A voice interrupted her thoughts. “Like it?”
Leigh turned to find Ms. Sue standing next to her, wearing a light up elf hat over her pink-dyed pixie-cut hair.
“It’s . . . bright,” Leigh commented.
“I added the Candy Cane Forest and Swirly Twirly Gumdrops this year!” Ms. Sue pointed out.
Leigh brightened as she studied the decorations. “Like from Elf? I love that movie.”
Ms. Sue grinned and nodded. “’I just like to smile; smiling’s my favorite!’” she quoted.
Leigh managed to smile back. “What’s it say on your house this year? I can’t quite read it from here.” She squinted, reading: “Always . . . something . . .”
“Always be grateful,” Ms. Sue finished.
“Oh.” Leigh didn’t see a lot of reason for gratitude at the moment.
“Kinda the short form of a Bible verse I really like,” explained Ms. Sue. “‘Give thanks no matter what happens. God wants you to thank him because you believe in Christ Jesus.’”
“Sounds more like Thanksgiving than Christmas,” Leigh noted.
“Myself, I think they fit right together like chocolate and peppermint!” said Ms. Sue. Then after a moment she asked, “How’s the new baby?”
Leigh sighed. “Okay, I guess. Not what I expected.”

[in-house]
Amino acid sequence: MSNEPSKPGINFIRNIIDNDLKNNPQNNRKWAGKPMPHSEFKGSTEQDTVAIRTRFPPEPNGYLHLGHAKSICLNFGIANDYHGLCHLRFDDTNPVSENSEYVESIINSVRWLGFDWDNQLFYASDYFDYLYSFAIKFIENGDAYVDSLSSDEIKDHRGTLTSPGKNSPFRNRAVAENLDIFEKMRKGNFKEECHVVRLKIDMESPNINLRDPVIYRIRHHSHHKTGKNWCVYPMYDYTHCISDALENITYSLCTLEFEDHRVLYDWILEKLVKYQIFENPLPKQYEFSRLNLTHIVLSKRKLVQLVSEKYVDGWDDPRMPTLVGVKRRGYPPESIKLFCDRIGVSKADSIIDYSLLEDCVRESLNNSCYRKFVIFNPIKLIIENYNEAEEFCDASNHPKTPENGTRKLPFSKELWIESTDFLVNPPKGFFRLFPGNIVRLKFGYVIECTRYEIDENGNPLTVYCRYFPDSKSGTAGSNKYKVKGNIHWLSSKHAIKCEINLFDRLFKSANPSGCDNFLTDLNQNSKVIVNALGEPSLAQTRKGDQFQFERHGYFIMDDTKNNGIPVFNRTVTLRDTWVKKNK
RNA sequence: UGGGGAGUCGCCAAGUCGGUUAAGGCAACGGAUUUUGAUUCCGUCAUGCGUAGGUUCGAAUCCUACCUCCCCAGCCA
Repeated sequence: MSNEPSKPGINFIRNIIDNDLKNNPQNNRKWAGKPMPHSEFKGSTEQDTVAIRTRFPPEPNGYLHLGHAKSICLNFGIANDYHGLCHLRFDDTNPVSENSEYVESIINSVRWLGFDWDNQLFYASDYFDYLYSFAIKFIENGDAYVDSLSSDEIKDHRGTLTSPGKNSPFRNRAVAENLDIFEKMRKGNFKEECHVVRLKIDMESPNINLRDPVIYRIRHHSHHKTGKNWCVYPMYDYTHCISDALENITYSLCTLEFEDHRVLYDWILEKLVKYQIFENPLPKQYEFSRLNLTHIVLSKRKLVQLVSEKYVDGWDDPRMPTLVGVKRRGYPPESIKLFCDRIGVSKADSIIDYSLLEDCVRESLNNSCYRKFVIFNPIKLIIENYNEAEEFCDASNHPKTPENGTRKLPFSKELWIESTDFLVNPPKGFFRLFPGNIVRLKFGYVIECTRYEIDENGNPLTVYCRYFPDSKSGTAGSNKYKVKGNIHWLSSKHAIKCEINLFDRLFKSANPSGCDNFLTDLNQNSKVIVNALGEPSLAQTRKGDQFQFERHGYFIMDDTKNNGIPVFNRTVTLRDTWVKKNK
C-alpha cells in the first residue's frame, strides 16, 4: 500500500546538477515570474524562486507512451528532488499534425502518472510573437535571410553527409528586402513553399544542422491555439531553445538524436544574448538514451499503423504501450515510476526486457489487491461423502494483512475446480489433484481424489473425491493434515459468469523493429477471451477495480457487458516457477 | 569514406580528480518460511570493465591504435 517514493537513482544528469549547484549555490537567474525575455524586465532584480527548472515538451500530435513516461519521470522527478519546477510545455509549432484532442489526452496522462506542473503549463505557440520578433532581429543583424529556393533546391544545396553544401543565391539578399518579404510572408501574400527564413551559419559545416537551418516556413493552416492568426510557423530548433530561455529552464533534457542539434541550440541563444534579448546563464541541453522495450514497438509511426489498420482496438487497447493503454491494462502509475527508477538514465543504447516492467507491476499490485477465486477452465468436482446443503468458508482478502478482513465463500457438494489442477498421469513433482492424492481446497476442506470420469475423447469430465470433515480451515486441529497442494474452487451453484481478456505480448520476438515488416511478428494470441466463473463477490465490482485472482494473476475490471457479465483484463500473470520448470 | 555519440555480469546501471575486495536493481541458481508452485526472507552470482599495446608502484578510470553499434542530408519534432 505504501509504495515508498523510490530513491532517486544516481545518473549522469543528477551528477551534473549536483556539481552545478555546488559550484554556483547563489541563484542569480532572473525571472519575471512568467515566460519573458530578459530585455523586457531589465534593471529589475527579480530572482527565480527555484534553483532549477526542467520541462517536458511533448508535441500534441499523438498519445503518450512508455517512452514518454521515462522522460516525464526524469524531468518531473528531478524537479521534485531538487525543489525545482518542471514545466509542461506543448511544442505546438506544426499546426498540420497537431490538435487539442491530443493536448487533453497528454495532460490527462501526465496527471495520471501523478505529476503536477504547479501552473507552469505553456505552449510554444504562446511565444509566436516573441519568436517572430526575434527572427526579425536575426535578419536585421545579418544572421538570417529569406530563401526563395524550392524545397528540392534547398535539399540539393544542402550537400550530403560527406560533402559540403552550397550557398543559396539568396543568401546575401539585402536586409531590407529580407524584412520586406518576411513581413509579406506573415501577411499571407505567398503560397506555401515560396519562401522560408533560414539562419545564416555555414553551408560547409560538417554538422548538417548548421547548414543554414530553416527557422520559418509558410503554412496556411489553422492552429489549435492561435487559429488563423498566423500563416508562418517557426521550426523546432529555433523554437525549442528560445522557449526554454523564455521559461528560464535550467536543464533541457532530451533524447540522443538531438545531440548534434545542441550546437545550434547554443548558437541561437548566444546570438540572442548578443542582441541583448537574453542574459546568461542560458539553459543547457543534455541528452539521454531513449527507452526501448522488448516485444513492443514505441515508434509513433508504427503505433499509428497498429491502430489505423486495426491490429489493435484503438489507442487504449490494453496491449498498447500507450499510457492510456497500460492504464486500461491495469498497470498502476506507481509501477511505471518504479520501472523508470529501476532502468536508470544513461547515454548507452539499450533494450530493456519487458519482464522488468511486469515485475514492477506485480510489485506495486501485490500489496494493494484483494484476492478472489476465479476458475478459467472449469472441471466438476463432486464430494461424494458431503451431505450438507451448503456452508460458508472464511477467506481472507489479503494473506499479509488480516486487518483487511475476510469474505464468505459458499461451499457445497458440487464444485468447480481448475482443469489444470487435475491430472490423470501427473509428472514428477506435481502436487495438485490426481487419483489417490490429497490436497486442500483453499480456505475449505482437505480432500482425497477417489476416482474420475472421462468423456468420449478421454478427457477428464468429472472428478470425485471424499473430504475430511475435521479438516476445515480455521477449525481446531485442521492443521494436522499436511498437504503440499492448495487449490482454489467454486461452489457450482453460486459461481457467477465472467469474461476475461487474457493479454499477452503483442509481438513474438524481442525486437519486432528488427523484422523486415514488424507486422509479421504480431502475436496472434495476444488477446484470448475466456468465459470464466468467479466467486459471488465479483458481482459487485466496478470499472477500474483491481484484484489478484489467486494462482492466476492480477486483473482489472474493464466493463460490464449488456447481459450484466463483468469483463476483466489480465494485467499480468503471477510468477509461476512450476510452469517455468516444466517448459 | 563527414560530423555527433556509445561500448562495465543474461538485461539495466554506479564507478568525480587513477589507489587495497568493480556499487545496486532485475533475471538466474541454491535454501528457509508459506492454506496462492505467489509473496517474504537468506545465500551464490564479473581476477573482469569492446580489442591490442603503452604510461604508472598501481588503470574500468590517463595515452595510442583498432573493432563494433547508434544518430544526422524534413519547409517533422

“Never met a baby who was!” agreed Ms. Sue. “Now, I gotta go put Santa’s sleigh on the roof. But you come by for hot cocoa anytime you want, deal?”
Leigh nodded. “Deal.”
Leigh watched Ms. Sue go. Then she glanced back at her own house, where she could see Dad decorating the tree all by himself. It actually was a pretty good tree. And Baby Tristan was super cute, even when he was crying. Even though Christmas was turning out so differently this year, God’s big gift hadn’t changed. Leigh took a deep breath and headed back inside.
“Hey, kiddo,” Dad said. “Cold out there?”
“Feels like Christmas,” said Leigh. “Can I hang up the Rudolph characters?”
Just then, more baby howls echoed through the house. Leigh and Dad both glanced toward the upstairs.
“Dad? I bet Baby Jesus did cry,” Leigh declared.
Dad nodded, giving Leigh a half smile. “Won’t argue with you there.”
Together, Leigh and her dad finished decorating the tree. It was easy to focus on the disappointing things—but this Christmas, Leigh was determined to look for ways to be grateful, instead.
The Christmas season can be a lot of fun . . . but it can be stressful too—especially if things don’t go exactly the way you want them to.
Is there something difficult for your family this year at Christmas? Share with each other anything hard or frustrating that you’re facing right now, whether it’s small or big. No matter what you’re going through, God can help you be grateful in the middle of it as you focus on what He’s done for you and how He will work in your tough situation. Pray for each other, that you will have an attitude of gratitude to God and to others throughout the Christmas season, even when things get tough or stressful.